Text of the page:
Professor Steve Groom. PML’s Head of Science for Earth Observation, Professor Groom is presenting as part of the “Blue growth, Innovation & Entrepreneurship summer school event ahead of the Conference for PORTWIMS (Portugal Twinning for Innovation and Excellence in Marine Science and Earth Observation). (20-24 June)
- Dr Ana Queirós, A senior Benthic Ecologist, Dr Queirós will be attending in her capacity as an internationally-recognised expert on seaweed blue carbon and climate change ecology.
Ocean Conference schedule
In addition to plenary sessions, there are eight interactive dialogues focusing on a wide range of ocean issues: marine pollution, ocean acidification, deoxygenation and ocean warming, sustainable fisheries and other ocean-based economies, scientific knowledge and marine technology, and the international legal framework for the conservation and sustainable use of the ocean and its resources.
These dialogues are designed to offer individuals and communities opportunities to forge bold commitments to advance ocean action.
There will also be side events as well as four Special Events.
- Youth and Innovation Forum (24-26 June)
- Localising Action for the Ocean: Local and Regional Governments Forum (25 June)
- High-Level Symposium on Water (27 June)
- Sustainable Blue Economy Investment Forum (28 June)
The full programme can be found at: https://www.un.org/en/conferences/ocean2022/programme
The need for ocean action
The first Ocean Conference, which took place in New York in June 2017, highlighted the status of the Ocean, the impact of human activities and the pervasive changes taking place below water.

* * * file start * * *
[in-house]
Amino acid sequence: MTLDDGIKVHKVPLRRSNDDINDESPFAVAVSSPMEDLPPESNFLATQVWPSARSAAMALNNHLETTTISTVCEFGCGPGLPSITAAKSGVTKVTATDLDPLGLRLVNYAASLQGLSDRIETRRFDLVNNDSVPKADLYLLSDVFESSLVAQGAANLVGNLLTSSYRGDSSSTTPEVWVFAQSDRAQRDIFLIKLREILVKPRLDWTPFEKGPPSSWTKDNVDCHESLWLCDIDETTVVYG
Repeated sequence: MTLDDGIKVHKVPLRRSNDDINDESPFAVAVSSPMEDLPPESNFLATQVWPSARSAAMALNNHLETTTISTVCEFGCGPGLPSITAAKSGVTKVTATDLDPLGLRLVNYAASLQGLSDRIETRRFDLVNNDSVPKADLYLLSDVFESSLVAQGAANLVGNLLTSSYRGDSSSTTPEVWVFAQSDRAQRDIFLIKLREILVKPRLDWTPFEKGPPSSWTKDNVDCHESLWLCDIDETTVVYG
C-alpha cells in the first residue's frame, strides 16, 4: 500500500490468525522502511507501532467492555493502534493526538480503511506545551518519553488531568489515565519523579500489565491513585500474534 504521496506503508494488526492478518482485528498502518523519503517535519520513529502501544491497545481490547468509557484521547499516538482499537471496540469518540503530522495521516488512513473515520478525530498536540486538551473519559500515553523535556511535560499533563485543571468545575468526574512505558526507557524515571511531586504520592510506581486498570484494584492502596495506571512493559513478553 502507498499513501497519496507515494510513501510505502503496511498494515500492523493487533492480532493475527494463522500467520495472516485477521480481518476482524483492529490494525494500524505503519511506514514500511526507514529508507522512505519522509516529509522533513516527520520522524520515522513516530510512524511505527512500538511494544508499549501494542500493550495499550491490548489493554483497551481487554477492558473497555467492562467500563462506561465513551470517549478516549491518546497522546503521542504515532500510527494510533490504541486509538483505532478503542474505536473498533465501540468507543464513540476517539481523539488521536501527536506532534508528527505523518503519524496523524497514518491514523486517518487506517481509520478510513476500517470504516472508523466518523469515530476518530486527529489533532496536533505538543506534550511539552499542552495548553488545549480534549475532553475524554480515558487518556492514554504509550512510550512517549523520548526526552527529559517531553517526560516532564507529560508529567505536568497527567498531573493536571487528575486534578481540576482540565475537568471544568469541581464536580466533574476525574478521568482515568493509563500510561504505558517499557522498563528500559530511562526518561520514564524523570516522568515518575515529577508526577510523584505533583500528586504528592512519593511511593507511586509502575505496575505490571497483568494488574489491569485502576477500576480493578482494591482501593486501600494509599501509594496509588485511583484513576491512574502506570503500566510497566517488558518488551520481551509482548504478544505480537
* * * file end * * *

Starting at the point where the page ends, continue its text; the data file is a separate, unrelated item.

More recently, according to the World Meteorological Organization’s State of the Global Climate 2021 report, the world’s oceans grew to their warmest and most acidic levels on record in 2021.
Carbon emissions from human activities are causing ocean warming, acidification and oxygen loss, which in turn threaten organisms and ecosystem services, and negatively impact food security, the tourism industry and the economy.
What are the expected Conference outcomes?
There are several outcomes expected at the Ocean Conference and these will be reported on by the co-chairs, the governments of Portugal and Kenya:
Member States will adopt a Declaration to implement and facilitate the protection and conservation of the ocean and its resources.
Stakeholders from governments and businesses to civil society are also expected to make concrete and realistic voluntary commitments to address the various ocean-related issues affecting their communities, countries and beyond.
The eight thematic dialogues will review the opportunities and challenges with the ambition to advance commitments and action on wide-ranging ocean issues. A report from the relevant chairs is expected at the end of the conference.
Sustainable Development Goal 14: Life Below Water
Adopted in 2015 as an integral aspect of the 2030 Agenda for Sustainable Development and its set of 17 transformative goals, Goal 14 stresses the need to conserve and sustainably use the world’s oceans, seas and marine resources.
Advancement of Goal 14 is guided by specific targets that focus on an array of ocean issues, including reducing marine pollution, protecting marine and coastal ecosystems, minimizing acidification, ending illegal and over-fishing, increasing investment in scientific knowledge and marine technology, and respecting international law that calls for the safe and sustainable use of the ocean and its resources.
#SaveOurOcean Actions: https://www.un.org/sustainabledevelopment/5-actions-you-can-take-to-saveourocean/